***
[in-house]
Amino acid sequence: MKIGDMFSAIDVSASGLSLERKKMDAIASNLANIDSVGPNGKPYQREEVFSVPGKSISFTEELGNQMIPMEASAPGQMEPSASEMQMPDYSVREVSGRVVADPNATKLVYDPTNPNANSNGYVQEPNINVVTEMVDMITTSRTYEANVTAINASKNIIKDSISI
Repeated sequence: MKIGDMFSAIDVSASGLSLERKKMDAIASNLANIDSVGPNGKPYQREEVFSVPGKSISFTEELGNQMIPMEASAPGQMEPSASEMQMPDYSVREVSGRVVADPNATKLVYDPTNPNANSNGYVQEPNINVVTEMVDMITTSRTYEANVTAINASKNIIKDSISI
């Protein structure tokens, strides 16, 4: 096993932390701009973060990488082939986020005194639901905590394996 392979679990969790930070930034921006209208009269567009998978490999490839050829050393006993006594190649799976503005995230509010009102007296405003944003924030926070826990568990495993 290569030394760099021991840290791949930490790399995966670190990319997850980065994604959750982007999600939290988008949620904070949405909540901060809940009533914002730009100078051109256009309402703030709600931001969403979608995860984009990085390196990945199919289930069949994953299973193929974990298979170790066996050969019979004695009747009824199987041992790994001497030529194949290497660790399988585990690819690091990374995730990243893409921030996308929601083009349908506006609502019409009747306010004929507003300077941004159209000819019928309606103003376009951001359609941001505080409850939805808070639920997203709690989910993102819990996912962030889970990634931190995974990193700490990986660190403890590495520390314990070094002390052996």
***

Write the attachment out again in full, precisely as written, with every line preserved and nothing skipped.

[in-house]
Amino acid sequence: MKIGDMFSAIDVSASGLSLERKKMDAIASNLANIDSVGPNGKPYQREEVFSVPGKSISFTEELGNQMIPMEASAPGQMEPSASEMQMPDYSVREVSGRVVADPNATKLVYDPTNPNANSNGYVQEPNINVVTEMVDMITTSRTYEANVTAINASKNIIKDSISI
Repeated sequence: MKIGDMFSAIDVSASGLSLERKKMDAIASNLANIDSVGPNGKPYQREEVFSVPGKSISFTEELGNQMIPMEASAPGQMEPSASEMQMPDYSVREVSGRVVADPNATKLVYDPTNPNANSNGYVQEPNINVVTEMVDMITTSRTYEANVTAINASKNIIKDSISI
């Protein structure tokens, strides 16, 4: 096993932390701009973060990488082939986020005194639901905590394996 392979679990969790930070930034921006209208009269567009998978490999490839050829050393006993006594190649799976503005995230509010009102007296405003944003924030926070826990568990495993 290569030394760099021991840290791949930490790399995966670190990319997850980065994604959750982007999600939290988008949620904070949405909540901060809940009533914002730009100078051109256009309402703030709600931001969403979608995860984009990085390196990945199919289930069949994953299973193929974990298979170790066996050969019979004695009747009824199987041992790994001497030529194949290497660790399988585990690819690091990374995730990243893409921030996308929601083009349908506006609502019409009747306010004929507003300077941004159209000819019928309606103003376009951001359609941001505080409850939805808070639920997203709690989910993102819990996912962030889970990634931190995974990193700490990986660190403890590495520390314990070094002390052996």